An archery target, featuring evenly spaced concentric circles that surround a "bullseye".
Kepler's cosmological model formed by concentric spheres and regular polyhedra

In geometry, two or more objects are said to be concentric when they share the same center. Any pair of (possibly unalike) objects with well-defined centers can be concentric, including circles, spheres, regular polygons, regular polyhedra, parallelograms, cones, conic sections, and quadrics.[1]

Geometric objects are coaxial if they share the same axis (line of symmetry). Geometric objects with a well-defined axis include circles (any line through the center), spheres, cylinders,[2] conic sections, and surfaces of revolution.

Concentric objects are often part of the broad category of whorled patterns, which also includes spirals (a curve which emanates from a point, moving farther away as it revolves around the point).

Geometric properties

In the Euclidean plane, two circles that are concentric necessarily have different radii from each other.[3] However, circles in three-dimensional space may be concentric, and have the same radius as each other, but nevertheless be different circles. For example, two different meridians of a terrestrial globe are concentric with each other and with the globe of the earth (approximated as a sphere). More generally, every two great circles on a sphere are concentric with each other and with the sphere.[4]

By Euler's theorem in geometry on the distance between the circumcenter and incenter of a triangle, two concentric circles (with that distance being zero) are the circumcircle and incircle of a triangle if and only if the radius of one is twice the radius of the other, in which case the triangle is equilateral.[5]: p. 198 

The circumcircle and the incircle of a regular n-gon, and the regular n-gon itself, are concentric. For the circumradius-to-inradius ratio for various n, see Bicentric polygon#Regular polygons. The same can be said of a regular polyhedron's insphere, midsphere and circumsphere.

The region of the plane between two concentric circles is an annulus, and analogously the region of space between two concentric spheres is a spherical shell.[6]

For a given point c in the plane, the set of all circles having c as their center forms a pencil of circles. Each two circles in the pencil are concentric, and have different radii. Every point in the plane, except for the shared center, belongs to exactly one of the circles in the pencil. Every two disjoint circles, and every hyperbolic pencil of circles, may be transformed into a set of concentric circles by a Möbius transformation.[7][8]

Applications and examples

The ripples formed by dropping a small object into still water naturally form an expanding system of concentric circles.[9] Evenly spaced circles on the targets used in target archery[10] or similar sports provide another familiar example of concentric circles.

Coaxial cable is a type of electrical cable in which the combined neutral and earth core completely surrounds the live core(s) in system of concentric cylindrical shells.[11]

Johannes Kepler's Mysterium Cosmographicum envisioned a cosmological system formed by concentric regular polyhedra and spheres.[12]

Concentric circles have been used on firearms surfaces as means of holding lubrication or reducing friction on components, similar to jewelling.[13]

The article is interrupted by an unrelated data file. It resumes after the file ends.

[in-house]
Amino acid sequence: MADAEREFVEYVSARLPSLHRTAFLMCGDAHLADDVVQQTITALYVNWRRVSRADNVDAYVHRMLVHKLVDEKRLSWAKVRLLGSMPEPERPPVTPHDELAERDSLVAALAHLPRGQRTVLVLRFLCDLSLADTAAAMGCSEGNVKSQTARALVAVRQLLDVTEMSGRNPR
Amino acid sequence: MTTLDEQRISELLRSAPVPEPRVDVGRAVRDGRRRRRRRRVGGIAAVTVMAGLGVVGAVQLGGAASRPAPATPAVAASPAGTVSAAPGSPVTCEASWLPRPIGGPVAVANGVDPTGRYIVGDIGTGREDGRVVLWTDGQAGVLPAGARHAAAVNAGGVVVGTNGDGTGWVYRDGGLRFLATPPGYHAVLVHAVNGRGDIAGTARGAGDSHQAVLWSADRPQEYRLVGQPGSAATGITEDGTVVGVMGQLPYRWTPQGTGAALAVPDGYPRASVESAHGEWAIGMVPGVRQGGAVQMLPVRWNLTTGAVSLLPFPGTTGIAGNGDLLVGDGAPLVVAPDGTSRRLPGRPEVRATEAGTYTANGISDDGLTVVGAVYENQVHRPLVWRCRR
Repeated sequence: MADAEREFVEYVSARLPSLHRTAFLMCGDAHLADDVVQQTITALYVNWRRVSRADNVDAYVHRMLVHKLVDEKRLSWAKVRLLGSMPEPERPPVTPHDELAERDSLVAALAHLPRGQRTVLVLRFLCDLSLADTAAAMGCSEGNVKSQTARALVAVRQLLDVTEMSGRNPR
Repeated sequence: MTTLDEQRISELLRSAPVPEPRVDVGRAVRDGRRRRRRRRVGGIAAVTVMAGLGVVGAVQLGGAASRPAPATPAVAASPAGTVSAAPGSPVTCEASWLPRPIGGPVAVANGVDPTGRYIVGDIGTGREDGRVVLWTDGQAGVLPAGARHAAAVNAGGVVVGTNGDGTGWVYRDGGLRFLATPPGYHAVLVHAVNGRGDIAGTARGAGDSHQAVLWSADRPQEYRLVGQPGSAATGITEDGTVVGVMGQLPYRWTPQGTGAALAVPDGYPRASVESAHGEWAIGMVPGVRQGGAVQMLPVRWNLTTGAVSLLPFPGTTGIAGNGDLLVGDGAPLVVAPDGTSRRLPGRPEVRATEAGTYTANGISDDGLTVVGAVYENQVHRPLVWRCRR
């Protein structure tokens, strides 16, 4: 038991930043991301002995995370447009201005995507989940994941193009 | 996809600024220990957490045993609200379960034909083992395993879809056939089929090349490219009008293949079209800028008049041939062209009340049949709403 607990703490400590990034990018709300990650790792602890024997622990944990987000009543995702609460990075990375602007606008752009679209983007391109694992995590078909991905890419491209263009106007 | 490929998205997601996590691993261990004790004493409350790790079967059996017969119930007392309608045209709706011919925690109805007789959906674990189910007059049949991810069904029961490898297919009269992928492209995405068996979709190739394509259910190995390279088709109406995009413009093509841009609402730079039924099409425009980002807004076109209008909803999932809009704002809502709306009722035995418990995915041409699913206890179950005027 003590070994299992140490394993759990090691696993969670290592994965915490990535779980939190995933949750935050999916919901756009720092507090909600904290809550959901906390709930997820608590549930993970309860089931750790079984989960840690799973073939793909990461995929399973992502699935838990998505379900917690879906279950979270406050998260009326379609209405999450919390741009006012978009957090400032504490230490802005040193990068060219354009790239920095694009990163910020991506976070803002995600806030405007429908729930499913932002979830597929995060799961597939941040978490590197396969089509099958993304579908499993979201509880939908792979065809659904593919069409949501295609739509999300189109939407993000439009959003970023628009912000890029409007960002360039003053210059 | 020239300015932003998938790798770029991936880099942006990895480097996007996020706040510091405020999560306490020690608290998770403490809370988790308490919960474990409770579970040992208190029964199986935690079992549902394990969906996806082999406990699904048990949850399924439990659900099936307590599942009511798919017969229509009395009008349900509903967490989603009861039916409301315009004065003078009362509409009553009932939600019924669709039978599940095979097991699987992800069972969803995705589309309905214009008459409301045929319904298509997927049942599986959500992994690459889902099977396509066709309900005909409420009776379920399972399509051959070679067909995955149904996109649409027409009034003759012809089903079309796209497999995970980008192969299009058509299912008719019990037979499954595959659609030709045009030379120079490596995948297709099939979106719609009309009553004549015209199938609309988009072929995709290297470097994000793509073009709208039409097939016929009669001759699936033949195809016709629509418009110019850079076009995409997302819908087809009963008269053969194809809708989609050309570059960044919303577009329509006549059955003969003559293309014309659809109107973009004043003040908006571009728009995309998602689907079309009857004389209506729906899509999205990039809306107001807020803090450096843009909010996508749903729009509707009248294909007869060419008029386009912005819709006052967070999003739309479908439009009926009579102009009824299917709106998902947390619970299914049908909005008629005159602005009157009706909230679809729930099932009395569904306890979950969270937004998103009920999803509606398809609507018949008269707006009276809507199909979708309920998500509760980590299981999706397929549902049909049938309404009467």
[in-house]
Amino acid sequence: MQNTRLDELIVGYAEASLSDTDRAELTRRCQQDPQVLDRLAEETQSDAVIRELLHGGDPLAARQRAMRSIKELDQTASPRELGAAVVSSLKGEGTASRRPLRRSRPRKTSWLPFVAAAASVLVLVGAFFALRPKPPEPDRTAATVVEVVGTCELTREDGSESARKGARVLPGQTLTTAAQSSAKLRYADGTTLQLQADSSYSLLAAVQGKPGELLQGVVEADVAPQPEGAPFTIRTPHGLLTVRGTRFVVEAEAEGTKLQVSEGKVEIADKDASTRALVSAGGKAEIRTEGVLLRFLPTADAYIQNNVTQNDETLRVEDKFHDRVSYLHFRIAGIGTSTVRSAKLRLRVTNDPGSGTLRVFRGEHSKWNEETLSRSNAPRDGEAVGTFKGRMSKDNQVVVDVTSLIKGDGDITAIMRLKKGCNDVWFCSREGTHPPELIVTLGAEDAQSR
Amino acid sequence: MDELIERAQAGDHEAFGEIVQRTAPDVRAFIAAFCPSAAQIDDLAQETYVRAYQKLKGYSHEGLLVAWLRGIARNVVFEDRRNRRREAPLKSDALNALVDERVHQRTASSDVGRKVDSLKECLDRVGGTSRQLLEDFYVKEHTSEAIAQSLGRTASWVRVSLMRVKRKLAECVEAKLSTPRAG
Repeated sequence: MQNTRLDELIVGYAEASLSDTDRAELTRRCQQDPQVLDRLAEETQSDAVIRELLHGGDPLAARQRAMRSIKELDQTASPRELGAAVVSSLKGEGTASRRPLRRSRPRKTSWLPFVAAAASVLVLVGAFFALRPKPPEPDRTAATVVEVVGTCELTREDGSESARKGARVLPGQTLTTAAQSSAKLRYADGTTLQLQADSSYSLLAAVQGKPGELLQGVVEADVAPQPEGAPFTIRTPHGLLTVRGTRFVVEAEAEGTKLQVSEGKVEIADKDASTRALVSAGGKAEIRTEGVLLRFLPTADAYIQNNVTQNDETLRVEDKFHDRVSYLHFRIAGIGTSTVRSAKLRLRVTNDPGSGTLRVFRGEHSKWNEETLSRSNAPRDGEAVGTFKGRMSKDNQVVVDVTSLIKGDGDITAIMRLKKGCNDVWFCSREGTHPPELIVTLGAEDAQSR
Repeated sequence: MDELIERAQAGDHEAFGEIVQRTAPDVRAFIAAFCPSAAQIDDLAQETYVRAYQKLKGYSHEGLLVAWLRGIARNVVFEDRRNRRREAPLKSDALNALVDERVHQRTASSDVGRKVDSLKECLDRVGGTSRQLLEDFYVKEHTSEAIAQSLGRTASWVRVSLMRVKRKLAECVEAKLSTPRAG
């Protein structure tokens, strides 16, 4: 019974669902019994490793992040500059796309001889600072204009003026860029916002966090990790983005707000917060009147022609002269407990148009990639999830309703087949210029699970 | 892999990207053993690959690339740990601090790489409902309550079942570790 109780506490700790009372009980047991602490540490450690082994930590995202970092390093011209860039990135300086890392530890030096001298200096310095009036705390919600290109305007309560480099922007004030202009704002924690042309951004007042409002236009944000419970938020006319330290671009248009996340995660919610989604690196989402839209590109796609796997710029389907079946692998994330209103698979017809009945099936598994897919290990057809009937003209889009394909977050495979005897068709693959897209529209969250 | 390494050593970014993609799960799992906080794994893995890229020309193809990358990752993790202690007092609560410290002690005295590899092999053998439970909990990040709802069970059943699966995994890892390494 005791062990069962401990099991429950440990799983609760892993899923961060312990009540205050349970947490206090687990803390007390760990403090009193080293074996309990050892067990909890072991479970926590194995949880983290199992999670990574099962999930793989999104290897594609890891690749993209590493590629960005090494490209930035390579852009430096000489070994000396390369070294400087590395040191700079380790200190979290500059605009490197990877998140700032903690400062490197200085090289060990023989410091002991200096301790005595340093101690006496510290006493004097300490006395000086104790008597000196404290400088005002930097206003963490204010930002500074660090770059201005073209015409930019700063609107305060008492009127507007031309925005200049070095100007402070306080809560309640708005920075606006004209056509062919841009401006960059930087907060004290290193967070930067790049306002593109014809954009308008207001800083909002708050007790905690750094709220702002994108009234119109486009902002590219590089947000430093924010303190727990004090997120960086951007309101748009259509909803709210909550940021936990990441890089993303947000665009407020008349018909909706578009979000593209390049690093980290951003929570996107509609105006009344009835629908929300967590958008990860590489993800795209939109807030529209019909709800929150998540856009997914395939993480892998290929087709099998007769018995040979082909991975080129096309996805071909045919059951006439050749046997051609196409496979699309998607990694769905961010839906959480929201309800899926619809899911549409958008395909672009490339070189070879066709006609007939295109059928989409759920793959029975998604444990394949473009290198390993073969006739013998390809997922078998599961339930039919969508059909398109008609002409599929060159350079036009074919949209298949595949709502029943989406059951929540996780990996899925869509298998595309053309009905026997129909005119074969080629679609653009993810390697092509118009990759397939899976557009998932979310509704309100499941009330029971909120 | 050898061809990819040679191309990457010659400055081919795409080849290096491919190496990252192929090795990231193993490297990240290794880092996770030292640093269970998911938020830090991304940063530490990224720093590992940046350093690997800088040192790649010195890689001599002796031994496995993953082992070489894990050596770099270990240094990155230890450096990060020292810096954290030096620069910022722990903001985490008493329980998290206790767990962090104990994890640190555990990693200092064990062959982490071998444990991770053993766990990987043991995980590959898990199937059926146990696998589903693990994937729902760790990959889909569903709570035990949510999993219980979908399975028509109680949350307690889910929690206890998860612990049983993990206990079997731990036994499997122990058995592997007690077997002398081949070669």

Concentric circles are also found in diopter sights, a type of mechanic sights commonly found on target rifles. They usually feature a large disk with a small-diameter hole near the shooter's eye, and a front globe sight (a circle contained inside another circle, called tunnel). When these sights are correctly aligned, the point of impact will be in the middle of the front sight circle.

See also


  1. ^ Circles: Alexander, Daniel C.; Koeberlein, Geralyn M. (2009), Elementary Geometry for College Students, Cengage Learning, p. 279, ISBN 9781111788599

    Spheres: Apostol (2013)

    Regular polygons: Hardy, Godfrey Harold (1908), A Course of Pure Mathematics, The University Press, p. 107

    Regular polyhedra: Gillard, Robert D. (1987), Comprehensive Coordination Chemistry: Theory & background, Pergamon Press, pp. 137, 139, ISBN 9780080262321.

  2. ^ Spurk, Joseph; Aksel, Nuri (2008), Fluid Mechanics, Springer, p. 174, ISBN 9783540735366.
  3. ^ Cole, George M.; Harbin, Andrew L. (2009), Surveyor Reference Manual,, §2, p. 6, ISBN 9781591261742.
  4. ^ Morse, Jedidiah (1812), The American universal geography;: or, A view of the present state of all the kingdoms, states, and colonies in the known world, Volume 1 (6th ed.), Thomas & Andrews, p. 19.
  5. ^ Dragutin Svrtan and Darko Veljan (2012), "Non-Euclidean versions of some classical triangle inequalities",, Forum Geometricorum, pp. 197–209
  6. ^ Apostol, Tom (2013), New Horizons in Geometry, Dolciani Mathematical Expositions, vol. 47, Mathematical Association of America, p. 140, ISBN 9780883853542.
  7. ^ Hahn, Liang-shin (1994), Complex Numbers and Geometry, MAA Spectrum, Cambridge University Press, p. 142, ISBN 9780883855102.
  8. ^ Brannan, David A.; Esplen, Matthew F.; Gray, Jeremy J. (2011), Geometry, Cambridge University Press, pp. 320–321, ISBN 9781139503709.
  9. ^ Fleming, Sir John Ambrose (1902), Waves and Ripples in Water, Air, and Æther: Being a Course of Christmas Lectures Delivered at the Royal Institution of Great Britain, Society for Promoting Christian Knowledge, p. 20.
  10. ^ Haywood, Kathleen; Lewis, Catherine (2006), Archery: Steps to Success, Human Kinetics, p. xxiii, ISBN 9780736055420.
  11. ^ Weik, Martin (1997), Fiber Optics Standard Dictionary, Springer, p. 124, ISBN 9780412122415.
  12. ^ Meyer, Walter A. (2006), Geometry and Its Applications (2nd ed.), Academic Press, p. 436, ISBN 9780080478036.
  13. ^